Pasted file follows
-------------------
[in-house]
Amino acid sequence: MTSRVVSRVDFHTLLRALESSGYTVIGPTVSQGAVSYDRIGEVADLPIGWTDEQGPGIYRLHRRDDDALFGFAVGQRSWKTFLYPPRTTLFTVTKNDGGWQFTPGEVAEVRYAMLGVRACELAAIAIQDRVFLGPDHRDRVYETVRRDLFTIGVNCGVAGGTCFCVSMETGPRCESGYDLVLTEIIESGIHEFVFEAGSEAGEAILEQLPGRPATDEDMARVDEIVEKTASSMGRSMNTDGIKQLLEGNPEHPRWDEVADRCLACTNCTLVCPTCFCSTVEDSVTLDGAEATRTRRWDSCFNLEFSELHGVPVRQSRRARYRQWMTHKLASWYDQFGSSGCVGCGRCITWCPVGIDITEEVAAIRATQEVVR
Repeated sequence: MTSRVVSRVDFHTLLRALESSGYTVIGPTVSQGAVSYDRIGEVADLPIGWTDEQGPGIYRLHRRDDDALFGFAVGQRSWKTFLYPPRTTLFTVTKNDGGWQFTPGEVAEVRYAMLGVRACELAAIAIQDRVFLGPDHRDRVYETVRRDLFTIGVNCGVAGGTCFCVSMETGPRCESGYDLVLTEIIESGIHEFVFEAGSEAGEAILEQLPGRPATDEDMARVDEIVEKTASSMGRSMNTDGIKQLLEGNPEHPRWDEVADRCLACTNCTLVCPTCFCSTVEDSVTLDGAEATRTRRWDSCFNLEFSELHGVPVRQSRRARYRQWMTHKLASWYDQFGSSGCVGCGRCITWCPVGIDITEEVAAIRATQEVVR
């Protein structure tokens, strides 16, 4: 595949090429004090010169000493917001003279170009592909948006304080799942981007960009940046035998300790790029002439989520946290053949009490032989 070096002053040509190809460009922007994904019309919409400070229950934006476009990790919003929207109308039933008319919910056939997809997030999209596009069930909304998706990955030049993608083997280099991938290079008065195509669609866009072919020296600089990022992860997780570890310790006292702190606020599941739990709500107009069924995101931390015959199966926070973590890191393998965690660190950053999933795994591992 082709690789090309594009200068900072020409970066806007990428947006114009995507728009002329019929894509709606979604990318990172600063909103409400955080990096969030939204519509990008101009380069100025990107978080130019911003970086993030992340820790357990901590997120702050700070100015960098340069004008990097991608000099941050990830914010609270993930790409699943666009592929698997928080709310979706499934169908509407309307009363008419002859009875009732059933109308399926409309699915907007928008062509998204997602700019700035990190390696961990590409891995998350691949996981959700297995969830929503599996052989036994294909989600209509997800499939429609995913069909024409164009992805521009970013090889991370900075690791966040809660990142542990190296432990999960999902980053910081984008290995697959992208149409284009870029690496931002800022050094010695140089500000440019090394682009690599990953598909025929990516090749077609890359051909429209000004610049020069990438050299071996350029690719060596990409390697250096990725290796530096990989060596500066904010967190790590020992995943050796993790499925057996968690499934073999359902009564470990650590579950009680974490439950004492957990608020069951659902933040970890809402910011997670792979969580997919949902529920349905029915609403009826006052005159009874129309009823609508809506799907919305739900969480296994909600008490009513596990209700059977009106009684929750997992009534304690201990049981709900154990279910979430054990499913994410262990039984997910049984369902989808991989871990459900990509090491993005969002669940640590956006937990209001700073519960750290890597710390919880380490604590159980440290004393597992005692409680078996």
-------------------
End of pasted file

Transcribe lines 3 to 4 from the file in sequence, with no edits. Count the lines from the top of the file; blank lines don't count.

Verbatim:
Repeated sequence: MTSRVVSRVDFHTLLRALESSGYTVIGPTVSQGAVSYDRIGEVADLPIGWTDEQGPGIYRLHRRDDDALFGFAVGQRSWKTFLYPPRTTLFTVTKNDGGWQFTPGEVAEVRYAMLGVRACELAAIAIQDRVFLGPDHRDRVYETVRRDLFTIGVNCGVAGGTCFCVSMETGPRCESGYDLVLTEIIESGIHEFVFEAGSEAGEAILEQLPGRPATDEDMARVDEIVEKTASSMGRSMNTDGIKQLLEGNPEHPRWDEVADRCLACTNCTLVCPTCFCSTVEDSVTLDGAEATRTRRWDSCFNLEFSELHGVPVRQSRRARYRQWMTHKLASWYDQFGSSGCVGCGRCITWCPVGIDITEEVAAIRATQEVVR
């Protein structure tokens, strides 16, 4: 595949090429004090010169000493917001003279170009592909948006304080799942981007960009940046035998300790790029002439989520946290053949009490032989 070096002053040509190809460009922007994904019309919409400070229950934006476009990790919003929207109308039933008319919910056939997809997030999209596009069930909304998706990955030049993608083997280099991938290079008065195509669609866009072919020296600089990022992860997780570890310790006292702190606020599941739990709500107009069924995101931390015959199966926070973590890191393998965690660190950053999933795994591992 082709690789090309594009200068900072020409970066806007990428947006114009995507728009002329019929894509709606979604990318990172600063909103409400955080990096969030939204519509990008101009380069100025990107978080130019911003970086993030992340820790357990901590997120702050700070100015960098340069004008990097991608000099941050990830914010609270993930790409699943666009592929698997928080709310979706499934169908509407309307009363008419002859009875009732059933109308399926409309699915907007928008062509998204997602700019700035990190390696961990590409891995998350691949996981959700297995969830929503599996052989036994294909989600209509997800499939429609995913069909024409164009992805521009970013090889991370900075690791966040809660990142542990190296432990999960999902980053910081984008290995697959992208149409284009870029690496931002800022050094010695140089500000440019090394682009690599990953598909025929990516090749077609890359051909429209000004610049020069990438050299071996350029690719060596990409390697250096990725290796530096990989060596500066904010967190790590020992995943050796993790499925057996968690499934073999359902009564470990650590579950009680974490439950004492957990608020069951659902933040970890809402910011997670792979969580997919949902529920349905029915609403009826006052005159009874129309009823609508809506799907919305739900969480296994909600008490009513596990209700059977009106009684929750997992009534304690201990049981709900154990279910979430054990499913994410262990039984997910049984369902989808991989871990459900990509090491993005969002669940640590956006937990209001700073519960750290890597710390919880380490604590159980440290004393597992005692409680078996």